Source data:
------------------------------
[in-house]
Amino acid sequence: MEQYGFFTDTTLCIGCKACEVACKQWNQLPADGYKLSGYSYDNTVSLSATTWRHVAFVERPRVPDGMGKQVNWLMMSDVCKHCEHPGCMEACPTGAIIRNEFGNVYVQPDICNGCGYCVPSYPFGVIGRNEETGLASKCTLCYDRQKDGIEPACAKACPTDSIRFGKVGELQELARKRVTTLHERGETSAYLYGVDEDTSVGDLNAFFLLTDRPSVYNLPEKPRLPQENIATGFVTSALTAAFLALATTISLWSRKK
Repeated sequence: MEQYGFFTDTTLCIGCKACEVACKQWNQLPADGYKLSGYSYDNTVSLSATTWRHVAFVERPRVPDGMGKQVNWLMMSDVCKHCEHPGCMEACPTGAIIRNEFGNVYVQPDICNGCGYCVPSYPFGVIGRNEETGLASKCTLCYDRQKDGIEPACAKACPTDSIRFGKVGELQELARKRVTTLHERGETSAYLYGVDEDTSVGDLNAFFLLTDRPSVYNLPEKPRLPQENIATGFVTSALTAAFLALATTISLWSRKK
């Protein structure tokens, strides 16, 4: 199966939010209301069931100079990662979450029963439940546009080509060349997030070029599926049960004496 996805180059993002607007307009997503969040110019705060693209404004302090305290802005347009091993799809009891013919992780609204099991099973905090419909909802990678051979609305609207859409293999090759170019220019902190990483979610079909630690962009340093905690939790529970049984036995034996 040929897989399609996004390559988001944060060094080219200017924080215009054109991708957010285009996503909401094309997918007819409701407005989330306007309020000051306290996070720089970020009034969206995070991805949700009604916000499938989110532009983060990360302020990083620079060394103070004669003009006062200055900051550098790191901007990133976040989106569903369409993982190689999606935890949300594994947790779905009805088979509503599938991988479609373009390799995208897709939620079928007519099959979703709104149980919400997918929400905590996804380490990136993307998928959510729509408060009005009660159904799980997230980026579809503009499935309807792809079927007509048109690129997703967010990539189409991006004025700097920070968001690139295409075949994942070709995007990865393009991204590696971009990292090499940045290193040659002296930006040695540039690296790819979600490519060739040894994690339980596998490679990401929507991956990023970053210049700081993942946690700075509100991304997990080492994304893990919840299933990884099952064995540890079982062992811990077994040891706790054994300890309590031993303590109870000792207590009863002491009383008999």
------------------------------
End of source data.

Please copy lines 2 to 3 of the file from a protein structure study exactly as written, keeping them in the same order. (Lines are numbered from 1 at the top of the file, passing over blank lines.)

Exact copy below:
Amino acid sequence: MEQYGFFTDTTLCIGCKACEVACKQWNQLPADGYKLSGYSYDNTVSLSATTWRHVAFVERPRVPDGMGKQVNWLMMSDVCKHCEHPGCMEACPTGAIIRNEFGNVYVQPDICNGCGYCVPSYPFGVIGRNEETGLASKCTLCYDRQKDGIEPACAKACPTDSIRFGKVGELQELARKRVTTLHERGETSAYLYGVDEDTSVGDLNAFFLLTDRPSVYNLPEKPRLPQENIATGFVTSALTAAFLALATTISLWSRKK
Repeated sequence: MEQYGFFTDTTLCIGCKACEVACKQWNQLPADGYKLSGYSYDNTVSLSATTWRHVAFVERPRVPDGMGKQVNWLMMSDVCKHCEHPGCMEACPTGAIIRNEFGNVYVQPDICNGCGYCVPSYPFGVIGRNEETGLASKCTLCYDRQKDGIEPACAKACPTDSIRFGKVGELQELARKRVTTLHERGETSAYLYGVDEDTSVGDLNAFFLLTDRPSVYNLPEKPRLPQENIATGFVTSALTAAFLALATTISLWSRKK